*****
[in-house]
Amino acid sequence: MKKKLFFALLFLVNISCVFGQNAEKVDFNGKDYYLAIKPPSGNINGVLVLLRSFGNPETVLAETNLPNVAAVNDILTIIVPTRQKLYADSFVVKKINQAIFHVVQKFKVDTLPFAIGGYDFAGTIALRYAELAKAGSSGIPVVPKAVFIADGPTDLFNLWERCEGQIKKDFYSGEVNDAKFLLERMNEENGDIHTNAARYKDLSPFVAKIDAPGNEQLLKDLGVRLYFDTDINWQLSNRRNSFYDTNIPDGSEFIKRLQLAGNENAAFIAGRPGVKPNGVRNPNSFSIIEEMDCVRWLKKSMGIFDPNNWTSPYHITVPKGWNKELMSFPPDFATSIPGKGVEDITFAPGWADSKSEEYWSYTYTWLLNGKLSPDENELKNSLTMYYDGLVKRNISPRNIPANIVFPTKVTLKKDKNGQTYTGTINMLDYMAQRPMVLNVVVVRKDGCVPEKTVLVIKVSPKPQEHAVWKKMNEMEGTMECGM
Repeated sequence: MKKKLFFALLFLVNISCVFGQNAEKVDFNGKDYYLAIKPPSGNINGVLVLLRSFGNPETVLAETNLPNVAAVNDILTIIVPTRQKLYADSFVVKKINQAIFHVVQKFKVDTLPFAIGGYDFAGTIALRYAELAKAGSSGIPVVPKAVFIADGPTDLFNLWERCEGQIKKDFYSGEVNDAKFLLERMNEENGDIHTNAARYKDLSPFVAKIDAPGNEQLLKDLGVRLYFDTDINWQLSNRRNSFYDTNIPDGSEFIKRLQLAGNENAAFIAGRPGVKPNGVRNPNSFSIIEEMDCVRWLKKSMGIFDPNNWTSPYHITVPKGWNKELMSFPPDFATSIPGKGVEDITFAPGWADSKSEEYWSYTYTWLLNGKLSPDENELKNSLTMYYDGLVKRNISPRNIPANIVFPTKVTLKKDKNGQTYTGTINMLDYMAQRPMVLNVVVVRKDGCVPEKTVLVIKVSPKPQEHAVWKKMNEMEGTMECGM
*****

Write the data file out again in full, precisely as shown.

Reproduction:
[in-house]
Amino acid sequence: MKKKLFFALLFLVNISCVFGQNAEKVDFNGKDYYLAIKPPSGNINGVLVLLRSFGNPETVLAETNLPNVAAVNDILTIIVPTRQKLYADSFVVKKINQAIFHVVQKFKVDTLPFAIGGYDFAGTIALRYAELAKAGSSGIPVVPKAVFIADGPTDLFNLWERCEGQIKKDFYSGEVNDAKFLLERMNEENGDIHTNAARYKDLSPFVAKIDAPGNEQLLKDLGVRLYFDTDINWQLSNRRNSFYDTNIPDGSEFIKRLQLAGNENAAFIAGRPGVKPNGVRNPNSFSIIEEMDCVRWLKKSMGIFDPNNWTSPYHITVPKGWNKELMSFPPDFATSIPGKGVEDITFAPGWADSKSEEYWSYTYTWLLNGKLSPDENELKNSLTMYYDGLVKRNISPRNIPANIVFPTKVTLKKDKNGQTYTGTINMLDYMAQRPMVLNVVVVRKDGCVPEKTVLVIKVSPKPQEHAVWKKMNEMEGTMECGM
Repeated sequence: MKKKLFFALLFLVNISCVFGQNAEKVDFNGKDYYLAIKPPSGNINGVLVLLRSFGNPETVLAETNLPNVAAVNDILTIIVPTRQKLYADSFVVKKINQAIFHVVQKFKVDTLPFAIGGYDFAGTIALRYAELAKAGSSGIPVVPKAVFIADGPTDLFNLWERCEGQIKKDFYSGEVNDAKFLLERMNEENGDIHTNAARYKDLSPFVAKIDAPGNEQLLKDLGVRLYFDTDINWQLSNRRNSFYDTNIPDGSEFIKRLQLAGNENAAFIAGRPGVKPNGVRNPNSFSIIEEMDCVRWLKKSMGIFDPNNWTSPYHITVPKGWNKELMSFPPDFATSIPGKGVEDITFAPGWADSKSEEYWSYTYTWLLNGKLSPDENELKNSLTMYYDGLVKRNISPRNIPANIVFPTKVTLKKDKNGQTYTGTINMLDYMAQRPMVLNVVVVRKDGCVPEKTVLVIKVSPKPQEHAVWKKMNEMEGTMECGM